I have broken this adventure up into two parts. It would be too long as one, and this choice also allows me to finish up a few of the items that are derived from methods I will share here. You’ll see where the possibilities lie pretty quickly.
For anyone who follows my blog a bet on a cocktail would be an easy one. And I won’t disappoint, there will be two as well as a tincture (similar to bitters) using Meyer Lemon zest and 100 proof vodka that I’ll be using in drinks once it is ready.
Lemon butter sounded like a pretty cool way to capture the aroma and flavor of the beautiful fruit I received and postpone its enjoyment. This is a really simple process, it’s what you do with it where all the fun comes in. More on that in act two!
2 sticks of salted butter, slightly softened
1 & 1/2 Tbsp Meyer lemon zest
Mix butter and zest with a hand mixer. Seal in an air tight container and freeze or refrigerate. I froze mine until I divine a usage for it.
In the summer of 2010 I made sage infused lemonade more times than I can remember. The reception of it was always highlighted by an empty jug. Using Meyer Lemon juice was a great twist since its flavor is somewhere between and lemon and an orange and the sage works nicely in that in between space. This is again a very simple recipe.
Meyer & Sage Lemonade
1 cup fresh Meyer Lemon juice
1 cup sugar
Cold water to 2 quarts
8 sage leaves
Mix the first 3 ingredients until the sugar is dissolved. Add the sage leaves and allow it to steep for 12-24 hours. Remove the sage leaves. Enjoy over ice.
As I was thinking about how to use as much of the components of the lemons as I could I got the idea to use peels and some thyme to create a bed to steam fish on. I don’t where the idea has its roots, but it seemed like it should work like a charm.
I laid out slices of lemon peels, and juiced the lemons for the lemonade, topped them with sage and bay leaves. I then took a piece of Alaskan Code and laid it across the pile of peels and herbs. I lightly salted and peppered the fish and steamed it just until it flaked using my wok and bamboo steamer. The fish was very light in texture with hints of citrus and herbs in each bit. It was much more delicate than I had expected, I had never steamed fish before, and didn’t need tons of flavor to be immensely enjoyable. The wine pairing was a bottle of 2010 White Blend we made from Sauvignon Blanc, Chardonnay and Viognier.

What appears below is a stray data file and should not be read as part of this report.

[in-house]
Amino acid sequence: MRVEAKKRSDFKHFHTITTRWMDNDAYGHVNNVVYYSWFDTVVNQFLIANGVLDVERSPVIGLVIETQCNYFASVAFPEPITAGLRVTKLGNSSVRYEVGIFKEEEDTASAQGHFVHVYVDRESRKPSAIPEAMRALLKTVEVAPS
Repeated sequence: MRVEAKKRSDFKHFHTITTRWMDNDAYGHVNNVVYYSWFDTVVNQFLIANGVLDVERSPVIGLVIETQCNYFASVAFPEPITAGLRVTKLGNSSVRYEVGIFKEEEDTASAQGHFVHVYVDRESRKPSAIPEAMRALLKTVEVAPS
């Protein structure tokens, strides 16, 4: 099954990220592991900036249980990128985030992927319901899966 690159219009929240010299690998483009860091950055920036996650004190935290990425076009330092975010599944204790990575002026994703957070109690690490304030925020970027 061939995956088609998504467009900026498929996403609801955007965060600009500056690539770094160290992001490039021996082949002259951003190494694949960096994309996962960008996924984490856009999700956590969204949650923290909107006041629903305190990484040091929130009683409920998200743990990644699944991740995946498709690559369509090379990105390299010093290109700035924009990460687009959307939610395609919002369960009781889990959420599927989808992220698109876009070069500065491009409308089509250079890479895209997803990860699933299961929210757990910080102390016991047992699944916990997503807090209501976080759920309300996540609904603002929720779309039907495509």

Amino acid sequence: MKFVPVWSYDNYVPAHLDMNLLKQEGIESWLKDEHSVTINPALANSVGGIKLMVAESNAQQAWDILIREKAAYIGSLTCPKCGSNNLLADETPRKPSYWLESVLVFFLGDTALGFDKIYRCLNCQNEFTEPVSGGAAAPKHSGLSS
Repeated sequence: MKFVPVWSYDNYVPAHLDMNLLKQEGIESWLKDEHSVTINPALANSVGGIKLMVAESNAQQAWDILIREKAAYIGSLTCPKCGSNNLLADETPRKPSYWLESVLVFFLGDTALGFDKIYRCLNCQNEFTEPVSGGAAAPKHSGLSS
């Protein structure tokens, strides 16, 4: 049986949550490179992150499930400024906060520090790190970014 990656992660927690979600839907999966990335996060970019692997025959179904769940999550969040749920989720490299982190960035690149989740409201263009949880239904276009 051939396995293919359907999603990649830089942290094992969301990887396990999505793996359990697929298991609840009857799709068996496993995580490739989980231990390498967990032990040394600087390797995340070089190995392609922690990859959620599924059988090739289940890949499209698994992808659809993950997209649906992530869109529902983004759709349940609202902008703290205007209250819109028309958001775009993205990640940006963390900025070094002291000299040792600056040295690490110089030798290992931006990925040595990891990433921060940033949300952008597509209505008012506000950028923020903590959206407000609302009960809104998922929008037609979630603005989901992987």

Another foundational component that I knew I needed to make was lemon sugar. I am guessing some of you already thought, to a rim a cocktail glass with! That is one usage and the other is a topper for lavender sugar cookies which I aim to make real soon. This is another recipe that couldn’t be simpler.
1 cup of white sugar
Zest of 1 Meyer Lemon
Mix zest and sugar. Allow to dry in open container for an hour or so. If you don’t allow it to dry long enough it will clump. Seal in an airtight container and store in cool dry place.
Also along the cocktail lines is some ginger/lemon simple syrup. I love making my own simple syrups to add flavor and sweetness to cocktails. I can regulate the amount of sugar in my drinks and eliminate artificial flavors which really don’t measure up on taste.
Meyer Lemon/Ginger Syrup
2 cups water
4 cups sugar
1 - 2 inch piece of ginger, thinly sliced
Peels from 2 Meyer Lemons
Bring the water to a boil and dissolve the sugar in it being careful not scorch it. Remove it from the heat. Add the ginger and lemon peels. Allow this to steep for 1 hour or until the flavors are strong enough for your tastes. Store in a airtight container in the refrigerator for up to a month or so. I used this to make a drink I will share next time. For now I will leave you with a recipe for an Aged Rum Sour adapted from the most recent issue (Jan/Feb 2011, page 26) of Imbibe Magazine.
I am signing off with a rum drink as a reminder of the rum drink TweetUp going on tomorrow (January 26th) from 4-6 PM PST. The topic this month is rum! Use the hashtag #drinkup on Twitter to share your experiences and follow all the action. We will be celebrating rum cocktails, rum history, rum adventures, new products and stories about vacations planned in the search of rum! Check in with @MyMansBelly for @AncientFireWine for more information.
(adapted from Imbibe magazine Jan/Feb 2011, page 26)
2 oz Appleton 12 year old rum
1 oz Meyer Lemon Juice
¾ oz simple syrup
Shake, strain and serve.
This drink has amazing depth due to both the aged rum and the unique flavor of Meyer lemon juice. I am back in Ocho Rios on my second sip!
I hope you enjoyed the first installment of Meyer Lemons Ten Ways. Check back soon for the conclusion and more ideas how to use this exciting fruit.